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Unifying food web structure and dynamics

Lawrence Nicholas Thomas Hudson


A major goal of ecology is to discover how the dynamics and structure of multi-trophic ecological communities are related. It is difficult to understand links between dynamics and structure because mathematical models of the dynamics of systems of realistic complexity have a large number of unmeasured parameters, and whole-community data are limited and typically comprise only a snapshot or time-averaged picture. The resulting `plague of parameters' means most studies of multi-species population dynamics have been very theoretical. Dynamical models parameterised using physiological allometries suggest a solution to the plague of parameters. These models are a synthesis of allometric scaling and Lotka-Volterra style dynamical models (Yodzis & Innes, 1992): model parameters are computed from empirically-observed inter-specific power-law relationships between physiological rates and body masses. This approach avoids the need to derive species- or population-specific parameters, sacrificing some accuracy for generality and making it possible to investigate the dynamics of complex communities. These models have been used in a large number of theoretical studies that have drawn conclusions on a wide range of topics. Despite their increasing use, this class of dynamical models are rarely tested against empirical data. This PhD examined this modelling approach and some of its assumptions. Outcomes of this work are 1) publication of a new dataset of field metabolic rate data of individual birds and mammals together with an analysis of this data using linear mixed-effects models, leading to a better understanding of one of the model's principal assumptions, 2) an open-source R package for analysing and visualising empirical food-web data, 3) an open-source R package for simulating community dynamics using the model of interest and 4) validation of the model's ability to recreate static patterns seen in empirical community data.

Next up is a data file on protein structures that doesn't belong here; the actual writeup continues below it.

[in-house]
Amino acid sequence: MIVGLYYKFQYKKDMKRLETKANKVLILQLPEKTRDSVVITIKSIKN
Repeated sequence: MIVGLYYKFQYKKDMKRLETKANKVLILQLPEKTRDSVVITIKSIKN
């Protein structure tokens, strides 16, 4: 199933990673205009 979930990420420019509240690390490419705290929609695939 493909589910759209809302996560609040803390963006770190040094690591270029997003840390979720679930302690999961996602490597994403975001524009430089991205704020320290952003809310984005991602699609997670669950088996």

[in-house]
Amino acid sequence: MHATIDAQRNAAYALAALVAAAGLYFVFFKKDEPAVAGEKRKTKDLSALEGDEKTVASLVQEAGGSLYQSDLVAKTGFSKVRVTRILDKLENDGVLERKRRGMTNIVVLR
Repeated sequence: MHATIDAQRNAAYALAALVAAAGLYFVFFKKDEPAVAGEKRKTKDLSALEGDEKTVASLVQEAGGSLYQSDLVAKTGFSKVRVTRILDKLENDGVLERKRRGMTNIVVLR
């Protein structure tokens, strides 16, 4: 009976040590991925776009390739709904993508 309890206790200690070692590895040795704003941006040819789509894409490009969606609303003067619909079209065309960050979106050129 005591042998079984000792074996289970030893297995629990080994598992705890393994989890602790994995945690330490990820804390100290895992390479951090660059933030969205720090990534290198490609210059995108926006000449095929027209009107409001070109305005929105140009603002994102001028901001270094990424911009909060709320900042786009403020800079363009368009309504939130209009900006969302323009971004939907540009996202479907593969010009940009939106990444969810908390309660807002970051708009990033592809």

Publication typePhdThesis
InstitutionImperial College London
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